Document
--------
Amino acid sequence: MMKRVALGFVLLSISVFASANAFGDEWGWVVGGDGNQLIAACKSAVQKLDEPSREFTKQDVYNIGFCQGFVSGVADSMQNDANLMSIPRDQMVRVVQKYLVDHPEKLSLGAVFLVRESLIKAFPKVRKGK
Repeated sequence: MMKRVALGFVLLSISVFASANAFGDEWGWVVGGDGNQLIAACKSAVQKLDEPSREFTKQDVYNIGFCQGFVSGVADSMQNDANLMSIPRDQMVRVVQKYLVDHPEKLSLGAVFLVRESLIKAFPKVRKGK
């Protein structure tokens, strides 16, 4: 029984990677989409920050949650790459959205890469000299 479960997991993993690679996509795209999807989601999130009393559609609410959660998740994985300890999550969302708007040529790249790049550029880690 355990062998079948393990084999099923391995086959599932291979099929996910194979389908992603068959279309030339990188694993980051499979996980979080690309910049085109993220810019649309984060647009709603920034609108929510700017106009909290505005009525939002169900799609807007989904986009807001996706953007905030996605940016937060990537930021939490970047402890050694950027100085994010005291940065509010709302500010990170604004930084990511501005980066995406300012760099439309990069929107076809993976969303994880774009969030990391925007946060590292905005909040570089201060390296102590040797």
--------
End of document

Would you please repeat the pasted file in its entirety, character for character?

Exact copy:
Amino acid sequence: MMKRVALGFVLLSISVFASANAFGDEWGWVVGGDGNQLIAACKSAVQKLDEPSREFTKQDVYNIGFCQGFVSGVADSMQNDANLMSIPRDQMVRVVQKYLVDHPEKLSLGAVFLVRESLIKAFPKVRKGK
Repeated sequence: MMKRVALGFVLLSISVFASANAFGDEWGWVVGGDGNQLIAACKSAVQKLDEPSREFTKQDVYNIGFCQGFVSGVADSMQNDANLMSIPRDQMVRVVQKYLVDHPEKLSLGAVFLVRESLIKAFPKVRKGK
């Protein structure tokens, strides 16, 4: 029984990677989409920050949650790459959205890469000299 479960997991993993690679996509795209999807989601999130009393559609609410959660998740994985300890999550969302708007040529790249790049550029880690 355990062998079948393990084999099923391995086959599932291979099929996910194979389908992603068959279309030339990188694993980051499979996980979080690309910049085109993220810019649309984060647009709603920034609108929510700017106009909290505005009525939002169900799609807007989904986009807001996706953007905030996605940016937060990537930021939490970047402890050694950027100085994010005291940065509010709302500010990170604004930084990511501005980066995406300012760099439309990069929107076809993976969303994880774009969030990391925007946060590292905005909040570089201060390296102590040797």